The reckoning

Yesterday evening as the police plane buzzed around overhead – I think there might be two of them – I got a little annoyed at the noise, and then stewed for a minute or two about the questions that I've been asking on this blog. Have the protesters gone too far? And will this wave of demonstrations fizzle out, with no real change in police accountability in Portland, as protests have a hundred times before?

Coming up with no answers, I went inside and flipped on the cable, there to watch the "news" because the sports that usually amuse me are all discontinued. Instead of Wimbledon, you get Cuomo. Instead of MLB, you get TRMS.

I don't know exactly what to make of Cuomo. He looks and sounds like a guy from my old neighborhood, one of the smart kids. He always acts like he's coming after you. But sometimes his big scary windup precedes an underhand pitch.

Anyway, last night as he wheeled people in and out by remote control from his Hamptons basement, one of the guests was Ken Burns, the historian-filmmaker. "They're tearing down statues of George Washington and Thomas Jefferson," Cuomo said to Burns. "Have they crossed a line?" Hey, I thought, that's my question no. 1.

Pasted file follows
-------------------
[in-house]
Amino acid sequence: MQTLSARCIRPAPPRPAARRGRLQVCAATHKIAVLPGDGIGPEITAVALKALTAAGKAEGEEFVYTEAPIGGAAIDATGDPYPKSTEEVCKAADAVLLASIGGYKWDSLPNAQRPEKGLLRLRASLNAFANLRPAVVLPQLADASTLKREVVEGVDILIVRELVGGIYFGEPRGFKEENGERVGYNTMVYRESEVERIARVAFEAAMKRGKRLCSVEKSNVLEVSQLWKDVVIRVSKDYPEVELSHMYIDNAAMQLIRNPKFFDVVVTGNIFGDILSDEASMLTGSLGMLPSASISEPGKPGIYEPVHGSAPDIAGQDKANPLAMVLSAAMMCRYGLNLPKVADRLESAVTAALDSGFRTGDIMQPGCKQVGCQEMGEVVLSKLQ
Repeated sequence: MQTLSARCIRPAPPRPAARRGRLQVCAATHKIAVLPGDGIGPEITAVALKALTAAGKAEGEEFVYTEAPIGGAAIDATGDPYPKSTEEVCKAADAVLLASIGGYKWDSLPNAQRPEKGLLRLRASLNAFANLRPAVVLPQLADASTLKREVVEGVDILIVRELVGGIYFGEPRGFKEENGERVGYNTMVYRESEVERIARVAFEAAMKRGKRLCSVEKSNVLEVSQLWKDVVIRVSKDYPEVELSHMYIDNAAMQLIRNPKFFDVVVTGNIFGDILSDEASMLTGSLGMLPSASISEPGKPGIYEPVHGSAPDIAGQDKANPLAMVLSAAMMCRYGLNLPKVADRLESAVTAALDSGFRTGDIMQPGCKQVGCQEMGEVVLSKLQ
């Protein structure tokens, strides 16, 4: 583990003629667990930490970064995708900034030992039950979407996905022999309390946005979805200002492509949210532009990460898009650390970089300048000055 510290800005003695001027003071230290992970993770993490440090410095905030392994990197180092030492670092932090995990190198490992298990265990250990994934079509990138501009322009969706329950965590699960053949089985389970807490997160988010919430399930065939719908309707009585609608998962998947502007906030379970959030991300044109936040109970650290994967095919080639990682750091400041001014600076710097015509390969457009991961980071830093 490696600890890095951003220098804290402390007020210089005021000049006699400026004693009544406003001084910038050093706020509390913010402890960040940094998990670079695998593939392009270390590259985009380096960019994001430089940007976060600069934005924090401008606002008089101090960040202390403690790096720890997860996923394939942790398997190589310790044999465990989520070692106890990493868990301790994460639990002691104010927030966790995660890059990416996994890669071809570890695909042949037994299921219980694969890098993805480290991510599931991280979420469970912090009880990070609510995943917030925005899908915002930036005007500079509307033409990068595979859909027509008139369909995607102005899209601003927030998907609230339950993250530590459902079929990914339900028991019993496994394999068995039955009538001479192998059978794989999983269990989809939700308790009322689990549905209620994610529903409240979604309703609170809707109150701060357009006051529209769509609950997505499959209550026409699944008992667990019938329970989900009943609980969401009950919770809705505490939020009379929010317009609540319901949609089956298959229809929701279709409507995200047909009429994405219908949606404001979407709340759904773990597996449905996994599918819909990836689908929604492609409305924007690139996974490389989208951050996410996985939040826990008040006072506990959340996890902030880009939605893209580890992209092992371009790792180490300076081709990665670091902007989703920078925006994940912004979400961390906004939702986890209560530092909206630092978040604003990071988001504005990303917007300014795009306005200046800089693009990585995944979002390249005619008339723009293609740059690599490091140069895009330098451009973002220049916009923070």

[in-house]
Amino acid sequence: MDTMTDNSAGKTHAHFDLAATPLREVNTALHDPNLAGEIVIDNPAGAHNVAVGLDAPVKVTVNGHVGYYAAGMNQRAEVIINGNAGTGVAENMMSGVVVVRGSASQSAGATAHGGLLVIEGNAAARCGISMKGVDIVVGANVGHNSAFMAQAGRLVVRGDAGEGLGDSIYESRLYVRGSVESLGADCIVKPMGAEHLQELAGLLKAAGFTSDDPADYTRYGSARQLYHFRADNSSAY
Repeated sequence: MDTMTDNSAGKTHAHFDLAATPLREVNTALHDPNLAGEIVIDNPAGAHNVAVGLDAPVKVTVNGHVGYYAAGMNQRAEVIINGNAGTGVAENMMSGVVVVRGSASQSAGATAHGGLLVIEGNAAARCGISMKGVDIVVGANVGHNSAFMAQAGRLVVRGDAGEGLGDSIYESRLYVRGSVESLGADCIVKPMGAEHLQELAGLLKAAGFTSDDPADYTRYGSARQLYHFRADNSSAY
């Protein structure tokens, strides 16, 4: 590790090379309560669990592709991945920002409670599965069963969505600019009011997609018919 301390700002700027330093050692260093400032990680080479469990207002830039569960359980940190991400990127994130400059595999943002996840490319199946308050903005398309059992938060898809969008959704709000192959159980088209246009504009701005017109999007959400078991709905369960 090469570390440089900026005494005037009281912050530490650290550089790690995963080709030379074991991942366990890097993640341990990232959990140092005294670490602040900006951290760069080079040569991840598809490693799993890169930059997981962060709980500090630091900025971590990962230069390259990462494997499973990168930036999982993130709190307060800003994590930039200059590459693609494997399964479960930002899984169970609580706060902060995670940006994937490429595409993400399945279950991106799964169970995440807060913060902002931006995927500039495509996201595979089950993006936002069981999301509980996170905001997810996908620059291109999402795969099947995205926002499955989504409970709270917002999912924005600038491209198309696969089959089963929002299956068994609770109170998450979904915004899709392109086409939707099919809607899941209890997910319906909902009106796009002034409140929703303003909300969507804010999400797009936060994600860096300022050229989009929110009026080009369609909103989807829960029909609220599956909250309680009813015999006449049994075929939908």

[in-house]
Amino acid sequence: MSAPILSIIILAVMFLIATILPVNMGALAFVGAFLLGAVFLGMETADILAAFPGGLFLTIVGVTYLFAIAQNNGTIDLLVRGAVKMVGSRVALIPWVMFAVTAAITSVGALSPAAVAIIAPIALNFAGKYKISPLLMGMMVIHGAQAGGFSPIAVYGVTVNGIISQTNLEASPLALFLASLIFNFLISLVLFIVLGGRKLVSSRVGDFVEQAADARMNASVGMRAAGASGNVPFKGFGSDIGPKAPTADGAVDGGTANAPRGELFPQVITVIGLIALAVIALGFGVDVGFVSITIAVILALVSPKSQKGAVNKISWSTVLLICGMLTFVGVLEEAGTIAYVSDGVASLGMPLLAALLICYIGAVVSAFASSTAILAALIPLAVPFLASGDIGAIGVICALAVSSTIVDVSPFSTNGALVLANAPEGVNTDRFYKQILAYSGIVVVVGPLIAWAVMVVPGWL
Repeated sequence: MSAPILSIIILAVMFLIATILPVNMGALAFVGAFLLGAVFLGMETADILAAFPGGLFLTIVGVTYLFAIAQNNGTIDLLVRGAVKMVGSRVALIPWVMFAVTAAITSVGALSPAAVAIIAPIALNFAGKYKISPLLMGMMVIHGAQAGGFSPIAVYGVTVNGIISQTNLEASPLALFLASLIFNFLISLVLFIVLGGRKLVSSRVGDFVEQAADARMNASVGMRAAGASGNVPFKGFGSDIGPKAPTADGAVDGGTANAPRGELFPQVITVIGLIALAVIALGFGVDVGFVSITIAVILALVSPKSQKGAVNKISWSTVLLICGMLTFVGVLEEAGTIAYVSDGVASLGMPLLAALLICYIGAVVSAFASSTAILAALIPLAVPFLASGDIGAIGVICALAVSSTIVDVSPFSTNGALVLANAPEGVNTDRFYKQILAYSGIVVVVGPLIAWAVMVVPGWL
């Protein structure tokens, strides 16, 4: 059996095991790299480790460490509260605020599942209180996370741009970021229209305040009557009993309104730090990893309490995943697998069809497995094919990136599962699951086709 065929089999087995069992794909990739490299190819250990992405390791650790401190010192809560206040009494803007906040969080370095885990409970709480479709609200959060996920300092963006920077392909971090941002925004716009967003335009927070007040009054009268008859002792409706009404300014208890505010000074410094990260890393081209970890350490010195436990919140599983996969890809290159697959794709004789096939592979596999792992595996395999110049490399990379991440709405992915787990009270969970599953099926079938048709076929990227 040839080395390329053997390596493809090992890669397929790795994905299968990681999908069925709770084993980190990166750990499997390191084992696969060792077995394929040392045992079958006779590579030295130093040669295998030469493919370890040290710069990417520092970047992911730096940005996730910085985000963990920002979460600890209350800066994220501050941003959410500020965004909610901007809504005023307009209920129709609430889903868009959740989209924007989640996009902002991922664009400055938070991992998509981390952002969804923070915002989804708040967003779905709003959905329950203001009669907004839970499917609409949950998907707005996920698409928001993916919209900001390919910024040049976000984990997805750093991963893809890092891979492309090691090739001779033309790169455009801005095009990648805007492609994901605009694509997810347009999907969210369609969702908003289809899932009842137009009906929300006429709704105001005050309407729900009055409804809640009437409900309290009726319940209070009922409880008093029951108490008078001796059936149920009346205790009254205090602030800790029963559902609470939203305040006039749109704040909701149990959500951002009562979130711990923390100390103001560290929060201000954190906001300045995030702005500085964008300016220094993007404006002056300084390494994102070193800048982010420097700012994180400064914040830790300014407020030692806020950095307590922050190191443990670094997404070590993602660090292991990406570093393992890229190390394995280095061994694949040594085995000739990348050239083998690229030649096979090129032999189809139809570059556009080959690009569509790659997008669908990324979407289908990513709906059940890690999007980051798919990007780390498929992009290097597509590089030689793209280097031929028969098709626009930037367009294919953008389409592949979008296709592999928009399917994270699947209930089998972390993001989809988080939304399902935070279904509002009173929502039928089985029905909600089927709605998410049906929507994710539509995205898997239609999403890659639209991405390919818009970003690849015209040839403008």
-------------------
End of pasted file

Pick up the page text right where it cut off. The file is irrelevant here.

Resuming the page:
Burns had a good answer. He didn't say yes or no. What he said, and I'm paraphrasing, was Now is the time for people with complexions like yours and mine to be quiet. 

"It's the reckoning," Burns added. He said that a couple of times.

Food for thought.

Then, this morning, Willamette Weed basically asked my second question: Is change really going to come to policing in Portland this time around?

Right off, I saw that my old lunch mate, City Commissioner Amanda Fritz, agrees with me: It's the police union contract. If it doesn't change, neither will the misconduct.

But there is some movement afoot that may work around the edges of that ugly document. Apparently the state legislature is thinking about some new rules that might allow the city to actually fire a cop, and keep him fired, if he murders someone. And that's news, I guess, in that most of the state legislators seem to be errand-runners for the public employees' unions. 

At the moment, though, many of the "solons" are willing to take at least a mildly adversarial stance against the police unions. And at least some of the other government employee bargaining units sound like they're content to let the cops twist slowly in the wind.

But serious change?  I'll believe it when I see it.  Meanwhile, let the police planes keep flying and the young people keep raising hell. And everybody, please wear a mask.


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